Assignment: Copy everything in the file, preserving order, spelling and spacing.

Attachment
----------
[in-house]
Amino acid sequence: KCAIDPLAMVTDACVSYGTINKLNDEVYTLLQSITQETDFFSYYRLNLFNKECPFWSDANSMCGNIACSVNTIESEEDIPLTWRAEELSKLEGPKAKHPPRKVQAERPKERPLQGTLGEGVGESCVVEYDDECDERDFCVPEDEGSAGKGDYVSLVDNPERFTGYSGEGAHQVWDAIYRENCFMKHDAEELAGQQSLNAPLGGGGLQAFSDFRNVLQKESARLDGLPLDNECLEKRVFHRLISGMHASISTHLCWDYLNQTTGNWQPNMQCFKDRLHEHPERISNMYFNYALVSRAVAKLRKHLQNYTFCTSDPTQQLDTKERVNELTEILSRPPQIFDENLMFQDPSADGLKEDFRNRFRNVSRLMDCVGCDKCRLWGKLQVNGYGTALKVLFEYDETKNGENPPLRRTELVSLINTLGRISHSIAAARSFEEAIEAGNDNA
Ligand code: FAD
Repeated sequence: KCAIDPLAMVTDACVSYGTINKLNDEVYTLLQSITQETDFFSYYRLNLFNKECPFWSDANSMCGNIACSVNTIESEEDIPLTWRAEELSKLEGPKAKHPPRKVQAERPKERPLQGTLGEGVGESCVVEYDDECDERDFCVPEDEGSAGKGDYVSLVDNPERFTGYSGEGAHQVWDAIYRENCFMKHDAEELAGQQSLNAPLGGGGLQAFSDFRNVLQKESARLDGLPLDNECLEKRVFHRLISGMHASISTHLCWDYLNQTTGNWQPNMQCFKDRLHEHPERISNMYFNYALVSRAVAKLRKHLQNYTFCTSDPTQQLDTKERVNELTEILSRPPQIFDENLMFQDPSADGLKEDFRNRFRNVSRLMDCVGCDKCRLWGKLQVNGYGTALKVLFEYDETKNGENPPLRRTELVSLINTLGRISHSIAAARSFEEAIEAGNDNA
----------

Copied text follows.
[in-house]
Amino acid sequence: KCAIDPLAMVTDACVSYGTINKLNDEVYTLLQSITQETDFFSYYRLNLFNKECPFWSDANSMCGNIACSVNTIESEEDIPLTWRAEELSKLEGPKAKHPPRKVQAERPKERPLQGTLGEGVGESCVVEYDDECDERDFCVPEDEGSAGKGDYVSLVDNPERFTGYSGEGAHQVWDAIYRENCFMKHDAEELAGQQSLNAPLGGGGLQAFSDFRNVLQKESARLDGLPLDNECLEKRVFHRLISGMHASISTHLCWDYLNQTTGNWQPNMQCFKDRLHEHPERISNMYFNYALVSRAVAKLRKHLQNYTFCTSDPTQQLDTKERVNELTEILSRPPQIFDENLMFQDPSADGLKEDFRNRFRNVSRLMDCVGCDKCRLWGKLQVNGYGTALKVLFEYDETKNGENPPLRRTELVSLINTLGRISHSIAAARSFEEAIEAGNDNA
Ligand code: FAD
Repeated sequence: KCAIDPLAMVTDACVSYGTINKLNDEVYTLLQSITQETDFFSYYRLNLFNKECPFWSDANSMCGNIACSVNTIESEEDIPLTWRAEELSKLEGPKAKHPPRKVQAERPKERPLQGTLGEGVGESCVVEYDDECDERDFCVPEDEGSAGKGDYVSLVDNPERFTGYSGEGAHQVWDAIYRENCFMKHDAEELAGQQSLNAPLGGGGLQAFSDFRNVLQKESARLDGLPLDNECLEKRVFHRLISGMHASISTHLCWDYLNQTTGNWQPNMQCFKDRLHEHPERISNMYFNYALVSRAVAKLRKHLQNYTFCTSDPTQQLDTKERVNELTEILSRPPQIFDENLMFQDPSADGLKEDFRNRFRNVSRLMDCVGCDKCRLWGKLQVNGYGTALKVLFEYDETKNGENPPLRRTELVSLINTLGRISHSIAAARSFEEAIEAGNDNA